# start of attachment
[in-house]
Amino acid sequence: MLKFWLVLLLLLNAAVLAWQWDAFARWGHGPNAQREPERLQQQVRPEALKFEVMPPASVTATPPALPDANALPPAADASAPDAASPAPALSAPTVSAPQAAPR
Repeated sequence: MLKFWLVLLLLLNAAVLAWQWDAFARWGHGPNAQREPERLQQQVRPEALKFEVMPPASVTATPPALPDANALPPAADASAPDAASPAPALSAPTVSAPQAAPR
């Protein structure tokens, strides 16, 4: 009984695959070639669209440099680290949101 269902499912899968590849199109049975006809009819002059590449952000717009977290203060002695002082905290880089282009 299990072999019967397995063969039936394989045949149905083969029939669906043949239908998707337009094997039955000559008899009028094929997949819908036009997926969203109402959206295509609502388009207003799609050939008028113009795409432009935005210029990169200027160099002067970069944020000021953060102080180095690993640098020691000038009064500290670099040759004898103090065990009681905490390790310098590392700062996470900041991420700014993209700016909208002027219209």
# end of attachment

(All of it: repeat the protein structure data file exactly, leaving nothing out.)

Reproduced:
[in-house]
Amino acid sequence: MLKFWLVLLLLLNAAVLAWQWDAFARWGHGPNAQREPERLQQQVRPEALKFEVMPPASVTATPPALPDANALPPAADASAPDAASPAPALSAPTVSAPQAAPR
Repeated sequence: MLKFWLVLLLLLNAAVLAWQWDAFARWGHGPNAQREPERLQQQVRPEALKFEVMPPASVTATPPALPDANALPPAADASAPDAASPAPALSAPTVSAPQAAPR
């Protein structure tokens, strides 16, 4: 009984695959070639669209440099680290949101 269902499912899968590849199109049975006809009819002059590449952000717009977290203060002695002082905290880089282009 299990072999019967397995063969039936394989045949149905083969029939669906043949239908998707337009094997039955000559008899009028094929997949819908036009997926969203109402959206295509609502388009207003799609050939008028113009795409432009935005210029990169200027160099002067970069944020000021953060102080180095690993640098020691000038009064500290670099040759004898103090065990009681905490390790310098590392700062996470900041991420700014993209700016909208002027219209």